Doctor History

Dr. Nate Writes a Poem...

December 13th, 2017

As I sit down every Tuesday night to brainstorm over the week's blog post, I find my mind easily wanders.  And, most of the time that is a unwelcome distraction.  However, last night I went quickly from Christmas.  The reason is obvious, but what came next was very serendipitous (or, at least, amusing).  So, without any more ado let me present my Orthodontic interpretation of "The Night Before Christmas."  Enjoy...


‘Twas the night before Christmas, when all through the house,

Not a creature was stirring, not even for floss;

The rubber bands were all set in their mouths with care,

In the hope that Dr. Nick soon would be there.

The children were nestled all snug in their beds,

While visions of braces danced in their heads,

And Mom with her Invisalign, and I in my cap,

Had just settled down for a long winter’s nap-

When out on the lawn there arose such a clatter,

I sprang from the bed to see what was the matter.

Away down the hall I flew like a kite,

Tore open the door, and threw on the light. 

The moon on the surface of the new fallen snow,

Gave the luster of white teeth to objects below;

When, what to my wondering eyes should appear,

But a miniature sleigh, and eight tiny reindeer.

With a little old driver, so spry and so quick,

I knew in a moment it must be Dr. Nick!

More rapid than a plane his reindeer they came,

And he whistled, and shouted, and called them by name.

“Now! Brushin', now! Flossin', now! Fixin', and Pliers,

On! Molars, on! Cuspids, on! Incisors, and Wires.”

“To the top of the porch! To the top of the wall!

Now scrub away! Scrub away! Scrub away all!”

As plaque leaves before our appointments we try,

When they meet the doctors with eyes to the sky.

So up to the house-top the reindeer they flew,

With a sleigh full of brushing supplies—And Dr. Nick too:

And then in a twinkling, I heard on the roof

The prancing and pawing of each little hoof. 

As I drew in my head, and was turning around,

Down the chimney Dr. Nick came with a bound:

He was so dapper dressed, from his head to his foot,

But his clothes were all tarnished with ashes and soot;

A bundle of gloves and tools flung on his back,

And he looked like our doctor as he opened his pack:

His eyes—how they twinkled!  His dimples how merry,

His cheeks were like roses, his nose like a cherry.

His smile was drawn all up like a bow,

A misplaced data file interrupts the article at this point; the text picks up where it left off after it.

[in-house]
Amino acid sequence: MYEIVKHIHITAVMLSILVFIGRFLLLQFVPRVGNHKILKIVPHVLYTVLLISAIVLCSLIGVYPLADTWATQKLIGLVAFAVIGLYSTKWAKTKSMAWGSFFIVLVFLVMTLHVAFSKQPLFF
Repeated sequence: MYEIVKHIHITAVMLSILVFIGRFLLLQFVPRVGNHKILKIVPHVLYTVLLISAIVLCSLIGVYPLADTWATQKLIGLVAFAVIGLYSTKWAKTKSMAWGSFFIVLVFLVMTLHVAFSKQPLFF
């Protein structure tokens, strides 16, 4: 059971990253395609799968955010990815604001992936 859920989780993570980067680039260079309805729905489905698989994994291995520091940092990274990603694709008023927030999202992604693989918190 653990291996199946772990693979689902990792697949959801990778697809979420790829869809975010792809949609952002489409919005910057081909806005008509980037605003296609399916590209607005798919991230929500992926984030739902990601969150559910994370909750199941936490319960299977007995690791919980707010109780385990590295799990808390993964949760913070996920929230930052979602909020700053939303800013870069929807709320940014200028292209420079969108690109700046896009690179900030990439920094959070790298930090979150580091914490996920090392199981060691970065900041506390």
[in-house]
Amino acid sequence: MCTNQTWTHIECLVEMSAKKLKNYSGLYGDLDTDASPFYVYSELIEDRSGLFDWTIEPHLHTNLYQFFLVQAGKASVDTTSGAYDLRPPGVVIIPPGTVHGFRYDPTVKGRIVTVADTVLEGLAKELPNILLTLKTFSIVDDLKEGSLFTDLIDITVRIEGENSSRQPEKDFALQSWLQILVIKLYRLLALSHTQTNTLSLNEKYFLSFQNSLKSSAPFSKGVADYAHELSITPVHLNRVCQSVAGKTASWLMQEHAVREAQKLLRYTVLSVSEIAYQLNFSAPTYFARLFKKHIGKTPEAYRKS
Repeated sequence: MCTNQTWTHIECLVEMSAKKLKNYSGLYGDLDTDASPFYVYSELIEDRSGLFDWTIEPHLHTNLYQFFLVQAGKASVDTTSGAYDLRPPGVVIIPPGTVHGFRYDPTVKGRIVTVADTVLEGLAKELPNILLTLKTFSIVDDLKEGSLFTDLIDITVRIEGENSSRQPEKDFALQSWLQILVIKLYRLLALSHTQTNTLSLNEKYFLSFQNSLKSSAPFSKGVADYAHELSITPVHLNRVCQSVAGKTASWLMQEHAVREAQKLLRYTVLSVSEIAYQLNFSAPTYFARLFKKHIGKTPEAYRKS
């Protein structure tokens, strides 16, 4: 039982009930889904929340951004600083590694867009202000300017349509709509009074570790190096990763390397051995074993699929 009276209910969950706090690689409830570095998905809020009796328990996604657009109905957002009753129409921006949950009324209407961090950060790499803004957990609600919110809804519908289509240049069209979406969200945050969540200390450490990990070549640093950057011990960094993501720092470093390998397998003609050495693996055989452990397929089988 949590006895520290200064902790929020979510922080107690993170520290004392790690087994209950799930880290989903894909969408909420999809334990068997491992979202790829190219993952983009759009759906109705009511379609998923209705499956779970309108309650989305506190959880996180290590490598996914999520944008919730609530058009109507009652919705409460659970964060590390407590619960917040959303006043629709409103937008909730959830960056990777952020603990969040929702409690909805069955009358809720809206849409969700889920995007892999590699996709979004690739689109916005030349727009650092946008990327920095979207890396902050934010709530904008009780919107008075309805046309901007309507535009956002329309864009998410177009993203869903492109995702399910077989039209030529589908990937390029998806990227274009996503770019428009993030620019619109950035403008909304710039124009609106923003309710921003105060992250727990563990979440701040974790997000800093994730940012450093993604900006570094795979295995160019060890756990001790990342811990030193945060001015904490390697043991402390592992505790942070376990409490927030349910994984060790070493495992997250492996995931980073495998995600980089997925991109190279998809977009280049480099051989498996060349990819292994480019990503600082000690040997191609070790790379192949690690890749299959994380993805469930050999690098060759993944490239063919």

And his teeth were like pearls as white as snow;

His spectacles were held high and light on his nose,

With his white doctor's coat down to his toes. 

He had a thin face, and the kindest of eyes

They twinkled when he smiled, like he'd won a prize.

He was skinny and fit, a right jolly old elf. 

And I laugh’d when I saw him in spite of myself.

A wink of his eye and a twist of his head

Soon gave to know I had nothing to dread.

He spoke not a word, but went straight to work,

And fix’d all our smiles; then turn’d with a jerk.

And laying his finger aside with his nose

And giving a nod, up the chimney he rose.

He sprung to his sleigh, to his team gave a whistle,

And away they all flew, like a down of a thistle:

But I heard him exclaim, ere he drove out of sight-

Happy Christmas to all, and to all smile bright!

My Calling

February 15th, 2017

Dr. Nate here!  I wanted to explain why I am an Orthodontist.  This is a question we get asked at least once a week.  Usually it starts with 'how can you look in someone's mouth all day long' or 'you must really love teeth.'  Well, there are worse things to spend a day looking at than the mouth, and no I don't have any particular fascination with teeth.  For me, the drive to become an orthodontist came from something deeper.  It is a passion that continues to this day.

For as long as I can remember, Dad volunteered at the Akron Children's Cleft Palate Clinic.  It is now called the Craniofacial Clinic as it encompasses all forms of facial anomalies.  There are only 7 of these clinics in Ohio, so families come from all over the state to Akron Children’s Hospital.

Before I entered my last year of college, I had spent most of the summer shadowing area physicians and surgeons because I thought I wanted to be a heart surgeon.  A few weeks before heading back to school, Dad asked me if I wanted to come with him up to the Craniofacial Clinic and see what he did there.  I said of course, not thinking the morning would end up changing my entire life...

The first thing you realize when you are at the Craniofacial Clinic is how important this place is to kids who need tremendous amounts of treatment, most often beyond orthodontics.  There are a team of specialists (plastic surgeons, ENTs, speech pathologists and more) who collaborate on each child’s case to come up with a plan that could start within the first month of life and end in their 20s.

Obviously the orthodontics involved is beyond what most people would consider 'standard braces.'  Dad would work with the surgeons to help correct some of the most complicated anomalies you could imagine.  But it wasn't the physical challenge, or the satisfaction of seeing how great the end-result was that sucked me in.  What made me want to be an orthodontist was watching those young adults who had gone through countless surgeries, physical therapy, and, yes, multiple rounds of orthodontics, smile with confidence for the first time in their lives.

I never looked back…

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